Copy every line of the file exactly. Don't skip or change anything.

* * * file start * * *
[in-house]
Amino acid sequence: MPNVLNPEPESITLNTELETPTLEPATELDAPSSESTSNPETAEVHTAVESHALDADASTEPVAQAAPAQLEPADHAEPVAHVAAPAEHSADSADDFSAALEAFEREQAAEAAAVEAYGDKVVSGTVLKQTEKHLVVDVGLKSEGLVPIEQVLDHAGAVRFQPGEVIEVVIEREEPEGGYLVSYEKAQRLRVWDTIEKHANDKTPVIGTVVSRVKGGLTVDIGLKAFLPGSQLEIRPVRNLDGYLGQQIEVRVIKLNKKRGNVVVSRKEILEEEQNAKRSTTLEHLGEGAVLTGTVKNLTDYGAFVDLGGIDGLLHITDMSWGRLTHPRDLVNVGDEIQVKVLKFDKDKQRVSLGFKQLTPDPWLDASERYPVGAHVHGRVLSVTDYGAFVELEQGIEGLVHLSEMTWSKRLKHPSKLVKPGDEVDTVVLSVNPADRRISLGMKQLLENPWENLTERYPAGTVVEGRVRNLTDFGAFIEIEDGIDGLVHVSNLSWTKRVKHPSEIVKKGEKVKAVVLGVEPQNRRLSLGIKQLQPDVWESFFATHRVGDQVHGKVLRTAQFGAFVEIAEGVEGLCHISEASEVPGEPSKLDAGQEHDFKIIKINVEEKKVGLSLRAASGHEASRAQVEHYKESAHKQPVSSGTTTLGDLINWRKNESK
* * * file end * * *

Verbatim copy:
[in-house]
Amino acid sequence: MPNVLNPEPESITLNTELETPTLEPATELDAPSSESTSNPETAEVHTAVESHALDADASTEPVAQAAPAQLEPADHAEPVAHVAAPAEHSADSADDFSAALEAFEREQAAEAAAVEAYGDKVVSGTVLKQTEKHLVVDVGLKSEGLVPIEQVLDHAGAVRFQPGEVIEVVIEREEPEGGYLVSYEKAQRLRVWDTIEKHANDKTPVIGTVVSRVKGGLTVDIGLKAFLPGSQLEIRPVRNLDGYLGQQIEVRVIKLNKKRGNVVVSRKEILEEEQNAKRSTTLEHLGEGAVLTGTVKNLTDYGAFVDLGGIDGLLHITDMSWGRLTHPRDLVNVGDEIQVKVLKFDKDKQRVSLGFKQLTPDPWLDASERYPVGAHVHGRVLSVTDYGAFVELEQGIEGLVHLSEMTWSKRLKHPSKLVKPGDEVDTVVLSVNPADRRISLGMKQLLENPWENLTERYPAGTVVEGRVRNLTDFGAFIEIEDGIDGLVHVSNLSWTKRVKHPSEIVKKGEKVKAVVLGVEPQNRRLSLGIKQLQPDVWESFFATHRVGDQVHGKVLRTAQFGAFVEIAEGVEGLCHISEASEVPGEPSKLDAGQEHDFKIIKINVEEKKVGLSLRAASGHEASRAQVEHYKESAHKQPVSSGTTTLGDLINWRKNESK